The True Cost of Fast Fashion

Last year, I began a minimalist wardrobe project, with the goal of buying fewer items of clothing over the months and years to come. In the process, I found myself evaluating my clothes more meticulously, shopping for styles and fabrics with longevity and versatility. But there was one factor I didn't really consider: where do my clothes come from? 

Thanks to a reader's recommendation, I recently watched The True Cost, a documentary about "fast fashion" and its drastic ethical and environmental implications. Clothing production has increased by 400% in the last decade, largely due to the growth of fast-fashion sellers like H&M, Zara, Topshop and other retail giants offering an ever-changing selection of cheap, trendy clothes. The film takes us to sweatshops in Dhaka, Bangladesh, the site of the Rana Plaza collapse that killed over 1,000 garment-industry workers. One female worker, who began her job with a monthly salary of $10, reveals that after she attempted to organize a union to advocate for safe and equitable working conditions, she and other employees were locked up in the factory and beaten. In a particularly emotional scene, she states, "I believe these clothes are produced by our blood."

The documentary also examines the frightening toll of fast fashion on the planet. The fashion industry is the second most polluting industry after oil. The toxic chemicals used to produce fabrics have caused a surge of health issues and birth defects. Donating our clothing, which often eases our consciences, is not a viable solution; the film reports that the majority of donated clothing ends up in landfills or is shipped out to developing countries, destroying their local garment businesses. 

One of the main reasons I took a huge step back from blogging and social media is that my blog was promoting a form of consumerism that I had come to question. The affiliate program I joined, from which I have since unaffiliated myself, is a huge advertising engine for fast fashion, perpetuating "haul culture" and incentivizing members to "create a sense of urgency" (their words, not mine) in marketing items to readers. I enjoy fashion. However, it's a little perverse that people are being paid handsomely to say "I bought this shirt!" while the people who made the shirt aren't paid enough to live with dignity. When I decided to live with less stuff, I realized that social media was constantly bombarding me with messages to buy more.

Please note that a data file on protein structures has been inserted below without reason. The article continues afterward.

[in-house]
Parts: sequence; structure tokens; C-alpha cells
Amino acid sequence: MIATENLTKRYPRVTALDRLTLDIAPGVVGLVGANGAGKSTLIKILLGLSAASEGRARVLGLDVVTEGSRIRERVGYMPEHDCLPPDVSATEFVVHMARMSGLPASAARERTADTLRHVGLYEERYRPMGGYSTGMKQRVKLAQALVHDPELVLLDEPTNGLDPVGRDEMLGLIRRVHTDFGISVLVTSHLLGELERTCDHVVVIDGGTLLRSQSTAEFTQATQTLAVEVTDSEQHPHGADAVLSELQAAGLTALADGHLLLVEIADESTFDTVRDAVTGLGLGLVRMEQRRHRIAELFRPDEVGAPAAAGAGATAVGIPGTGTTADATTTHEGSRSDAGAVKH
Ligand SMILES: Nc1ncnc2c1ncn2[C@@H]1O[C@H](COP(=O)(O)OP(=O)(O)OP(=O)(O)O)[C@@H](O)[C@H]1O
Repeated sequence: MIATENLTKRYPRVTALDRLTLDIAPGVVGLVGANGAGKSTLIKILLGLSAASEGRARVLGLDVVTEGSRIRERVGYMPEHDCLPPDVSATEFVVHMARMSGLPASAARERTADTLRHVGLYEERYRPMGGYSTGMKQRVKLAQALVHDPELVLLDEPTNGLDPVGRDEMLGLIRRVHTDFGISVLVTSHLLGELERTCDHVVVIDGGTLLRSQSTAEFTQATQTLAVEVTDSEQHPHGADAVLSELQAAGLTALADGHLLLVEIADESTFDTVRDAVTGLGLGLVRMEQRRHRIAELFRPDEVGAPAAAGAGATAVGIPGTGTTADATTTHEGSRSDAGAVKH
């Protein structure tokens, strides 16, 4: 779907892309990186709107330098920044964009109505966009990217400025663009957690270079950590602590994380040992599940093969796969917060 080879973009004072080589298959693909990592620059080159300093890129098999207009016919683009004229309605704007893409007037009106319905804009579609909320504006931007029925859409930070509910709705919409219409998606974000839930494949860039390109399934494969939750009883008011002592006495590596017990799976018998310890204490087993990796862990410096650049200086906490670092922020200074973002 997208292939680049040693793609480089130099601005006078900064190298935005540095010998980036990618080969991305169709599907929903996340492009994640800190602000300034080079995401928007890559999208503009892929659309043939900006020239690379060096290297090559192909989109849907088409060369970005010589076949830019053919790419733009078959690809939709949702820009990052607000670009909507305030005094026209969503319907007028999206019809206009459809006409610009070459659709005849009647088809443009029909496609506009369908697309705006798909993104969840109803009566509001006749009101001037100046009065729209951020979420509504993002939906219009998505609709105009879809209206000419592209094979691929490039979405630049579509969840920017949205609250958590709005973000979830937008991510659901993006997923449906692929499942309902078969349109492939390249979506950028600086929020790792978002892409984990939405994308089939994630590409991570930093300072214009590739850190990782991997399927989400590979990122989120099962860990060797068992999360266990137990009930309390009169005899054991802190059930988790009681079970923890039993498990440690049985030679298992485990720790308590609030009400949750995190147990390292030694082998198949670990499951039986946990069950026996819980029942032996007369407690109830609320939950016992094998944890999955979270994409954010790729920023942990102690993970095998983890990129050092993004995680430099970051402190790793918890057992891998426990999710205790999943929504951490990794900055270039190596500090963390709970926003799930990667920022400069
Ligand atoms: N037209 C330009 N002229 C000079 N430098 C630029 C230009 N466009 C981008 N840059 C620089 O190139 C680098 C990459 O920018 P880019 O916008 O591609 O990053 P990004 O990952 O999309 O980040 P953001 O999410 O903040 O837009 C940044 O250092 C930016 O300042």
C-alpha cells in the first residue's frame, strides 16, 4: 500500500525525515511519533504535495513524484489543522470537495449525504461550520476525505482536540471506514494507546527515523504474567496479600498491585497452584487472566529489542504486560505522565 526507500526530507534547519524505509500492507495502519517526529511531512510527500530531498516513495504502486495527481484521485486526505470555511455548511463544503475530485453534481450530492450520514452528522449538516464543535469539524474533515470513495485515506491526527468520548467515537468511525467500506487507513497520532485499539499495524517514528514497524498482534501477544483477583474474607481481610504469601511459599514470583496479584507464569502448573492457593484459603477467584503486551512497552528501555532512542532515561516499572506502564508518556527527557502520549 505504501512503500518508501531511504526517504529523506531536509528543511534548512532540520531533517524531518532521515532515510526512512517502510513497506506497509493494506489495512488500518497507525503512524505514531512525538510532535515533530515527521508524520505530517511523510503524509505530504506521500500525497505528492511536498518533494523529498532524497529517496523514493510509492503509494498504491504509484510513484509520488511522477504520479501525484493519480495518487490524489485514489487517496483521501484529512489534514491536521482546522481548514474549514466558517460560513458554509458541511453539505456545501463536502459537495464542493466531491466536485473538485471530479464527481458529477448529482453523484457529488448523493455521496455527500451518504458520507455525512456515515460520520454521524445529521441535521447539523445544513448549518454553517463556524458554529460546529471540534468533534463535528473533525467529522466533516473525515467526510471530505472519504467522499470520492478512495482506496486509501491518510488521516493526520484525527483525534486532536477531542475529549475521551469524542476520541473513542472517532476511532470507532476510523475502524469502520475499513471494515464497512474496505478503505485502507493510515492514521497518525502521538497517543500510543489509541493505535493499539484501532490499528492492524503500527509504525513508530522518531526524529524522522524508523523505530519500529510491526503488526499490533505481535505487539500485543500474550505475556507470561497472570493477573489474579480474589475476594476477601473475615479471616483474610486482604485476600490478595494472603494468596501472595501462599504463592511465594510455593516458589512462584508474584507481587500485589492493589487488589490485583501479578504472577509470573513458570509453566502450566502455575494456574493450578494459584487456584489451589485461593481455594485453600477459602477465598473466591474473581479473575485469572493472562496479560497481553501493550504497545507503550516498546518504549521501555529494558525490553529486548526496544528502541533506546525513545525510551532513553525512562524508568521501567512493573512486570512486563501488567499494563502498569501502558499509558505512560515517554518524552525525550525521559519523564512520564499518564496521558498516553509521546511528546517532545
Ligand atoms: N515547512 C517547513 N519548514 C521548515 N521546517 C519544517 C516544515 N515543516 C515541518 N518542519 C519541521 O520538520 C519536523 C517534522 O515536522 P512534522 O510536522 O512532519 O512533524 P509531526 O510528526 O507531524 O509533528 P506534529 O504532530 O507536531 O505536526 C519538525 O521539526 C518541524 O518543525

No love of clothing should override one's regard for human welfare or the environment. The True Cost offers few solutions to the issues it exposes, and from a little research, I understand that the solutions are far more complicated than simply replacing one kind of consumerism with another. We need to consume less, and policies need to change. We can't ignore the argument that sweatshops lift people out of extreme poverty, even if we question its soundness. But we are all consumers, and it's undeniable that the small decisions of many people -- shopping 10% less, demanding transparency, finding ethical and sustainable alternatives to fast-fashion fabrics and practices -- can make a positive difference. 

As I research more into these issues, I also hope to reconcile my love of fashion with my responsibility to reduce my own consumption. I highly recommend the documentary; its message is easy to ignore but, for me, impossible to forget.